Associate Derek Borchardt and Partner Adam Cohen published a detailed analysis of potential reforms impacting strategic lawsuits against public participation (SLAPP) in the New York Law Journal.

New York currently has one of the narrowest anti-SLAPP laws in the country and some legislators are considering amendments to broaden its reach. Anti-SLAPP laws are intended to provide procedural protections for citizen activists, whistleblowers, and others who find themselves on the wrong end of vindictive lawsuits intended to punish them for speaking out on public matters. These laws have been enacted in states across the country in response to stories of moneyed interests filing meritless lawsuits against advocates of opposing interests, leveraging the burdens and costs of litigation as a tool to stifle dissent.

With the single party control of the state legislature and governor’s mansion, this may finally be the year for anti-SLAPP reform in New York. From a relatively narrow statute that now covers only speech concerning certain applications to the government for licenses or other benefits, new legislation would extend the anti-SLAPP law’s reach to nearly any speech that may be characterized as “of public concern.” Under the broad proposed statutory text, the anti-SLAPP law may be invoked by any party against any other party, presumably even in circumstances that other jurisdictions with broad anti-SLAPP laws have carved out of their respective statutes.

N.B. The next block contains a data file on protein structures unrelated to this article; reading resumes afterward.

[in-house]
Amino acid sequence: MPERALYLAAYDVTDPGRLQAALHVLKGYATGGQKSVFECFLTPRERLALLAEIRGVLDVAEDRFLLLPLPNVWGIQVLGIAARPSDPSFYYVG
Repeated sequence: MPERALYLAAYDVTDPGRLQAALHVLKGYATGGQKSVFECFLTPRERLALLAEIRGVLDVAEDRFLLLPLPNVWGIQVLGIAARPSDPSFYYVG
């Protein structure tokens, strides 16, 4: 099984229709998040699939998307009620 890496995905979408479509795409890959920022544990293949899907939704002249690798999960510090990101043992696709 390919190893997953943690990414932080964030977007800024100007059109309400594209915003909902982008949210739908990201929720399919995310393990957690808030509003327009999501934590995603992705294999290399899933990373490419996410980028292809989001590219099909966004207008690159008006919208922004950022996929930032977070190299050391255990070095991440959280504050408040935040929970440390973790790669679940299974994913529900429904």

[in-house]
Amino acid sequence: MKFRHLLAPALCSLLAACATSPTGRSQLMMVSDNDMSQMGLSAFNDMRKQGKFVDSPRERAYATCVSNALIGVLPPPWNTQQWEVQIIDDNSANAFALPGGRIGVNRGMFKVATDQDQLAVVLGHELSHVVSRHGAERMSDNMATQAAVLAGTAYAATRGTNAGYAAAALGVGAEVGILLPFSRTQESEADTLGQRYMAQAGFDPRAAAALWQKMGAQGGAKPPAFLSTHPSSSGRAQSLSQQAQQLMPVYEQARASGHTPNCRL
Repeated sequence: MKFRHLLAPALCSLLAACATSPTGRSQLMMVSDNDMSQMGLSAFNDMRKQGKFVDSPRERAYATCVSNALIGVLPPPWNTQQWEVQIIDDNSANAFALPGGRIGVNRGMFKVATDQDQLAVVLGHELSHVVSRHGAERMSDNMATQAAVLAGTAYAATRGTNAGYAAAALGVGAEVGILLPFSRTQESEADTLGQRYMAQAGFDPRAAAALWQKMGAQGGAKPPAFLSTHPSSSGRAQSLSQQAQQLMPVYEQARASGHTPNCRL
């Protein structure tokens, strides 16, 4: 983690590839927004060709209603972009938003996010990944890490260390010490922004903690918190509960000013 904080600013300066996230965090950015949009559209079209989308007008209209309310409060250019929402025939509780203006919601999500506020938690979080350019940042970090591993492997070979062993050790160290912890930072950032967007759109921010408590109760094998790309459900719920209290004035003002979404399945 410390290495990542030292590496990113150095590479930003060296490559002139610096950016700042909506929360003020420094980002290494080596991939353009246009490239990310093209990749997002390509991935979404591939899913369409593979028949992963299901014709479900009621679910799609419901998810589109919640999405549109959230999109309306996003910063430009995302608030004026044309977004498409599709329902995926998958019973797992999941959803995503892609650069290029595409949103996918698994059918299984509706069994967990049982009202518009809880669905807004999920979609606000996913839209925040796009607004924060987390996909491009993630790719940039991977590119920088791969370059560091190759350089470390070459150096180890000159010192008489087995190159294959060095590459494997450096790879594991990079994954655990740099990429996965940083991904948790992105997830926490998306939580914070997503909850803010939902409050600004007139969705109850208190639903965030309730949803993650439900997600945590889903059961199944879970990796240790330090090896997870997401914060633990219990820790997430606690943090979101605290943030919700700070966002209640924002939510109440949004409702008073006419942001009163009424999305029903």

Cohen and Borchardt note that practitioners should be aware that if reform passes in New York, anti-SLAPP law will likely be significantly expanded. The question is how far, and whether this overdue reform may bring unintended consequences.

Read more in The New York Law Journal.